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CASE REPORT
Year : 2011  |  Volume : 2  |  Issue : 1  |  Page : 136

Malignant psammomatous melanotic schwannoma of the spine: A component of Carney complex


1 Norton Neuroscience Institute, Norton Healthcare, Louisville, KY 40202, USA
2 Leatherman Spine Institute, Norton Healthcare, Louisville, KY 40202, USA
3 Norton Neuroscience Institute, Norton Healthcare, Louisville, KY 40202;Leatherman Spine Institute, Norton Healthcare, Louisville, KY 40202, USA

Correspondence Address:
Christopher B Shields
Norton Neuroscience Institute, Norton Healthcare, Louisville, KY 40202;Leatherman Spine Institute, Norton Healthcare, Louisville, KY 40202
USA
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© 2011 Shields et al; This is an open-access article distributed under the terms of the Creative Commons Attribution License (http://creativecommons.org/licenses/by/2.0), which permits unrestricted use, distribution, and reproduction in any medium, provided the original work is properly cited.


DOI: 10.4103/2152-7806.85609

PMID: 22059131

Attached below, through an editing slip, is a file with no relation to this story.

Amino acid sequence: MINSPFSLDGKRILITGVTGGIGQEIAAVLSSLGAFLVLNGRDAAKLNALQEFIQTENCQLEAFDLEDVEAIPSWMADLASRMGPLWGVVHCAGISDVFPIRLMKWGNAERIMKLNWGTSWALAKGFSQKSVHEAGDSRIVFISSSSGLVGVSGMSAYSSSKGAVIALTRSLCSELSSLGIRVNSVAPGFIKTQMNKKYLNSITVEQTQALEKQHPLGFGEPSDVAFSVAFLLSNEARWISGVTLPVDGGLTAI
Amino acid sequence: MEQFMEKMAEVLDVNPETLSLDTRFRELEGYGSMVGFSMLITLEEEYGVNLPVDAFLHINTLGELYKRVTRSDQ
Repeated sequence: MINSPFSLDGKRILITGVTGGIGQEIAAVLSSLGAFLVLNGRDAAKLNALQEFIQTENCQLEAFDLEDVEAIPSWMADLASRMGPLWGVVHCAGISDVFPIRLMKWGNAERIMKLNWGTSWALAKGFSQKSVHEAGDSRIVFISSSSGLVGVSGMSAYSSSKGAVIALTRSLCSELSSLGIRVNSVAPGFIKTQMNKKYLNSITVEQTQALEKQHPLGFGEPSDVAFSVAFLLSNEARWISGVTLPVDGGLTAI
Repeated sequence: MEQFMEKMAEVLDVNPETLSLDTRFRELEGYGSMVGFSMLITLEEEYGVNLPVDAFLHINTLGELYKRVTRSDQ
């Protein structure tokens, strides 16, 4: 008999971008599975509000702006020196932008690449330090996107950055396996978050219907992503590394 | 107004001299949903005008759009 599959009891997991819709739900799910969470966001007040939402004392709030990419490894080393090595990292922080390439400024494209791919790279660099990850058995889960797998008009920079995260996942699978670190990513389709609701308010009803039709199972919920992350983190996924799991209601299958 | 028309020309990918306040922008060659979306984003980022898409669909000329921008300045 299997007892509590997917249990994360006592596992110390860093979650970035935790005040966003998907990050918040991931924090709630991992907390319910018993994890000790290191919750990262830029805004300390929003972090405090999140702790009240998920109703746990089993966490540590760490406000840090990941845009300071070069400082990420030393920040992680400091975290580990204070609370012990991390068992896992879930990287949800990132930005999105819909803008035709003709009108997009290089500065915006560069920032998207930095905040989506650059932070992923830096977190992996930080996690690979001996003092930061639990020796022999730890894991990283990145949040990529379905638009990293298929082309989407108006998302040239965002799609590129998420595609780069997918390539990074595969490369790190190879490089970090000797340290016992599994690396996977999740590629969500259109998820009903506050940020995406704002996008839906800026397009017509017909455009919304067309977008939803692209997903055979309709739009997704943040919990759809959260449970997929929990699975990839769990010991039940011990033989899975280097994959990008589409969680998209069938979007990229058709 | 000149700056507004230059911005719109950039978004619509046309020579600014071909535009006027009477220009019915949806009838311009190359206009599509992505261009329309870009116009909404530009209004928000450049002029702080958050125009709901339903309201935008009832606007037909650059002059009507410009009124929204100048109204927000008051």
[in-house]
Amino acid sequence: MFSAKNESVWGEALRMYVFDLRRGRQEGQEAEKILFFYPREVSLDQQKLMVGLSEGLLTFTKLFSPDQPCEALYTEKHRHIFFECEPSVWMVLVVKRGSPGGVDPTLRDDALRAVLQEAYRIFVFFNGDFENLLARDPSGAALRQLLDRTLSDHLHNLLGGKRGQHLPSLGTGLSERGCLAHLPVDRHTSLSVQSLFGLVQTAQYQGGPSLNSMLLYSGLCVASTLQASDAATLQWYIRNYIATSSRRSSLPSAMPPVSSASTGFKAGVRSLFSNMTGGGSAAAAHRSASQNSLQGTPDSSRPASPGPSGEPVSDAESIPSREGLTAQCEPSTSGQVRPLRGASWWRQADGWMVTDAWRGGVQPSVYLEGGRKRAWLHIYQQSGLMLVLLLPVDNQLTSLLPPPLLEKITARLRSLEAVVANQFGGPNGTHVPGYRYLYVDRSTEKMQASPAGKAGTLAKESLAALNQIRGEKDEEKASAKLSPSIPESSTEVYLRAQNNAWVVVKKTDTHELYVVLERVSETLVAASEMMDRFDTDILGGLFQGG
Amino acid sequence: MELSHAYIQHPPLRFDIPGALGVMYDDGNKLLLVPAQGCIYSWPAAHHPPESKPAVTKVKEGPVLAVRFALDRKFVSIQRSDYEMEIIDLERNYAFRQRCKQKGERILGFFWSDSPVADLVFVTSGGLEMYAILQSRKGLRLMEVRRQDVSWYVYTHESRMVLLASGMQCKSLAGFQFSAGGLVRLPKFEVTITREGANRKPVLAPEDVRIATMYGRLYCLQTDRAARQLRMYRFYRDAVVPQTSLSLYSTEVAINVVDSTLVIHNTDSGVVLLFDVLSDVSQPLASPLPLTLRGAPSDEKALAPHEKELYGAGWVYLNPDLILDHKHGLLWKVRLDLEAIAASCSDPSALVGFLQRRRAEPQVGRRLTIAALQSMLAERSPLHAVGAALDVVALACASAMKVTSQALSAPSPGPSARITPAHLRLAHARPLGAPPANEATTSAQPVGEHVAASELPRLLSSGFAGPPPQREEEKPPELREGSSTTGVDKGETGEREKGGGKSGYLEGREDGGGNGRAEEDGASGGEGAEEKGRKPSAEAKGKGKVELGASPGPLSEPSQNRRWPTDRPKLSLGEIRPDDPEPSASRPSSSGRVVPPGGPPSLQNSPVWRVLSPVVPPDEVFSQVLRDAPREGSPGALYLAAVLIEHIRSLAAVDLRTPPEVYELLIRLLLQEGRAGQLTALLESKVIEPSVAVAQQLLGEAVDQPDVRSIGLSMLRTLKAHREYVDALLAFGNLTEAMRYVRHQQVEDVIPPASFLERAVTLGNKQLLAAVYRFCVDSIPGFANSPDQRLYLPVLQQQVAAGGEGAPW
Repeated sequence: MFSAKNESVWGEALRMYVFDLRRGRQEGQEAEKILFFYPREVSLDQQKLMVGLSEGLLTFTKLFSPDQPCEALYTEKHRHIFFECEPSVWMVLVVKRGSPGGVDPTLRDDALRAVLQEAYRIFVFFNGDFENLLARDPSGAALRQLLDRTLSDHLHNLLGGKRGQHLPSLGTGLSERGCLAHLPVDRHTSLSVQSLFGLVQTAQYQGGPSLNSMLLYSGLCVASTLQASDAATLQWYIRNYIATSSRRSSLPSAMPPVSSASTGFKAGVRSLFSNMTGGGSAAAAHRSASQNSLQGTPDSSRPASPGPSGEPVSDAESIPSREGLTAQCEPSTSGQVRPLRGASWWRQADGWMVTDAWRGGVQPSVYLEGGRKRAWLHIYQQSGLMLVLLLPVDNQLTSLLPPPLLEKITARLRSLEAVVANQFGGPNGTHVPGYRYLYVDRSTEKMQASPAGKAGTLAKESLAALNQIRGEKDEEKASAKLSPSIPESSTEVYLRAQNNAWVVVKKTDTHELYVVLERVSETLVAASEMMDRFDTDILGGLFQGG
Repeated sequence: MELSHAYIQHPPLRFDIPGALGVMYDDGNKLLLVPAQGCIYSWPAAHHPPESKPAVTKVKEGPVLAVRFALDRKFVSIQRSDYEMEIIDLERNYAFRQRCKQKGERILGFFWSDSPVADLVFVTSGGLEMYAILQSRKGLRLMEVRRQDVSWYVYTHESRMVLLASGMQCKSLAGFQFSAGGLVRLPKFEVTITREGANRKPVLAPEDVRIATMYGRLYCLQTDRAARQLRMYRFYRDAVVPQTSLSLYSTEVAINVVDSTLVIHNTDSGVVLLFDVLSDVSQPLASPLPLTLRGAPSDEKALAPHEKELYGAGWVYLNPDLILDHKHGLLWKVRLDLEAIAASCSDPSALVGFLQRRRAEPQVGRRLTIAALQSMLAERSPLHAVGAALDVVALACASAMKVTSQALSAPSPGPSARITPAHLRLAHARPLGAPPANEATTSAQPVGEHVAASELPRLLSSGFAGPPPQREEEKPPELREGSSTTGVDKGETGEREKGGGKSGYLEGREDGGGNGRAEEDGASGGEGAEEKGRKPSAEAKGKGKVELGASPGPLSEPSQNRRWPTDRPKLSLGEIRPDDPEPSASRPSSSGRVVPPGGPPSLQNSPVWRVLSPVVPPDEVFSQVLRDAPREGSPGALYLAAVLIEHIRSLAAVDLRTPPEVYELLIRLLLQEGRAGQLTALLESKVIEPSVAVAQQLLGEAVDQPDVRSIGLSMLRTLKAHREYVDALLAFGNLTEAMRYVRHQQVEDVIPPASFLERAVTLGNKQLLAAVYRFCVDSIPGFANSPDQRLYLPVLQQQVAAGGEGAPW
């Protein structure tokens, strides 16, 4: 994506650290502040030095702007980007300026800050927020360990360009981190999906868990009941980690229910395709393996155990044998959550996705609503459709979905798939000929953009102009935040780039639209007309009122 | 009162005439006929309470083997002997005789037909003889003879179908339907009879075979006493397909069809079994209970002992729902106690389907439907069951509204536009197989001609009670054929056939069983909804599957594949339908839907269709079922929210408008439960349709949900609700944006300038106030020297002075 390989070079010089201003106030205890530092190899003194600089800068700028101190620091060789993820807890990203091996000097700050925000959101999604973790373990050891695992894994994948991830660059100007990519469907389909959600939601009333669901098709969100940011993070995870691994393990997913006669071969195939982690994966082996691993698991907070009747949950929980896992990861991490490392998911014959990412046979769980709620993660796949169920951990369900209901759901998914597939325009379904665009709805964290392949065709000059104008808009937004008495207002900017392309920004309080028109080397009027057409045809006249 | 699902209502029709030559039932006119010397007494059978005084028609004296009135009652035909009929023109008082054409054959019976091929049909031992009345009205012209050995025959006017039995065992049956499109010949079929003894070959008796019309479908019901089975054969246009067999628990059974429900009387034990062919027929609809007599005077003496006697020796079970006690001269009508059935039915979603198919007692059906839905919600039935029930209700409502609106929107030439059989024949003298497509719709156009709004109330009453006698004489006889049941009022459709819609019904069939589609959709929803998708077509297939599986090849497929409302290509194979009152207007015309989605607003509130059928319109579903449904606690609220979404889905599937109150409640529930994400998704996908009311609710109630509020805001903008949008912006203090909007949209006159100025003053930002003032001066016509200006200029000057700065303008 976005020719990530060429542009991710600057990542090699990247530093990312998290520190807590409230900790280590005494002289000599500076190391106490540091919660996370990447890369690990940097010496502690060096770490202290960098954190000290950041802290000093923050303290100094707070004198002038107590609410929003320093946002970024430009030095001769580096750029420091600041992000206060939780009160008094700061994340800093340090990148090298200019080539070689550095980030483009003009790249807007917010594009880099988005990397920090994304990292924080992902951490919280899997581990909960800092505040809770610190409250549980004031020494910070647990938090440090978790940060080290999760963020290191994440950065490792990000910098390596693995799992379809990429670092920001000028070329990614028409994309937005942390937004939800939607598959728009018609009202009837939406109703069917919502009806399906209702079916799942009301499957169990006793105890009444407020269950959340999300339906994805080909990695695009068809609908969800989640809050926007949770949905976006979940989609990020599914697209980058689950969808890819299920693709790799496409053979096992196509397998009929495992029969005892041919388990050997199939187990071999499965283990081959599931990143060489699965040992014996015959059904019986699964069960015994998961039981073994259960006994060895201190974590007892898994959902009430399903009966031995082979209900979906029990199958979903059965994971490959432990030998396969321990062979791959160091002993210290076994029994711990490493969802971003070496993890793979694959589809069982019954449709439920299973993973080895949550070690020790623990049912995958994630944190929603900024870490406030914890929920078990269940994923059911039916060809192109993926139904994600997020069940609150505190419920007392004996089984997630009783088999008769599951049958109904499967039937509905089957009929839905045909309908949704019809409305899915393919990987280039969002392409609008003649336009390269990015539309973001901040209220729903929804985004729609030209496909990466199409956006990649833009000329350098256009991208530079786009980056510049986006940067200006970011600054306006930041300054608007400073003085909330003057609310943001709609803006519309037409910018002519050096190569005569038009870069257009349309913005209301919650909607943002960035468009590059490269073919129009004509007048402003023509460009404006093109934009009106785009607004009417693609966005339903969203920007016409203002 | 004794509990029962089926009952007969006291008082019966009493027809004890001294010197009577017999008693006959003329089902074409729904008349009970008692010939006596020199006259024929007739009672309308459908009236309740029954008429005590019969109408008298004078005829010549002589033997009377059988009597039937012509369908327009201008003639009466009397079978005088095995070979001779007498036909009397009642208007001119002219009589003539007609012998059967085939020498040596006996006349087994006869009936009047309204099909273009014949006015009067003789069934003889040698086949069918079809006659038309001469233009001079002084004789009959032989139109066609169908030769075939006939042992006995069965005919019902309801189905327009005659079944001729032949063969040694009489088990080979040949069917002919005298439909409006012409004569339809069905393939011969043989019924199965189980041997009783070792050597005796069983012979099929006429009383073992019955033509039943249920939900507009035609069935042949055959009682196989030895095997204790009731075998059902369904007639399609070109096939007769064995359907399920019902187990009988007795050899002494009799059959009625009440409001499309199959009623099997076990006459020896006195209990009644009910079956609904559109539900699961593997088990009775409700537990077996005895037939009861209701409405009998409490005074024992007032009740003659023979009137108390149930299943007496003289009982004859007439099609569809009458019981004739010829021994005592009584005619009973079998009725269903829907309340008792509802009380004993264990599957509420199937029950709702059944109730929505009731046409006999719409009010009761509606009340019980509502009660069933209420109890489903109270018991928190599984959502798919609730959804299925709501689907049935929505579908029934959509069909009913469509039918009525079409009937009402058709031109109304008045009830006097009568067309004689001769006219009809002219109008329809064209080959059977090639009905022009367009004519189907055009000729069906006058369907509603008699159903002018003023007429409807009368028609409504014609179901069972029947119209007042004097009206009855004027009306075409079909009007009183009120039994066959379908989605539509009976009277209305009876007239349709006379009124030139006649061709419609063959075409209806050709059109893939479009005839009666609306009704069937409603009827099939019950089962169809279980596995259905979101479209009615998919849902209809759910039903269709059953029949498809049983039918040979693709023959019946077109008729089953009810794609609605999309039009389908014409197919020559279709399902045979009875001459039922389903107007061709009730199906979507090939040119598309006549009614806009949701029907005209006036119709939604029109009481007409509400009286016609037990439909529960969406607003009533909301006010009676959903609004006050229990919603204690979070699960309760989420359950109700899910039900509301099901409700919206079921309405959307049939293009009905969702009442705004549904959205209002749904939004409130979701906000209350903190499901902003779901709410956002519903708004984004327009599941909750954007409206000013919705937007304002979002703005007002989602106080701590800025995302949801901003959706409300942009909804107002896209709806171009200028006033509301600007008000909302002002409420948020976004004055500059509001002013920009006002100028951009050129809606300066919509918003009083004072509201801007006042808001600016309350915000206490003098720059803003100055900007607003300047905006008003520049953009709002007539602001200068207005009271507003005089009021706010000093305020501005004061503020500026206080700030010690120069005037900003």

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Background : Psammomatous melanotic schwannomas (PMS) of the spine may be a component of the Carney complex in 50% of cases and is inherited in an autosomal dominant manner. Most PMS are benign and frequently associated with lentiginous pigmentation; cardiac, cutaneous, or breast myxomas; endocrine overactivity; and cutaneous blue nevi. These tumors are characterized by melanin containing cells having ultrastructural characteristics of Schwann cells. Case Description : Two patients had spinal PMS that were surgically resected with adjacent local radiotherapy, followed by local recurrence and metastasis. The aggressive nature of this tumor is reported. Conclusion : Spinal PMS are rarely malignant with local recurrence and distal metastases. Inquiry into the patient's and family members' hereditary background for the Carney complex is important to avoid overlooking potential lethal associated abnormalities.



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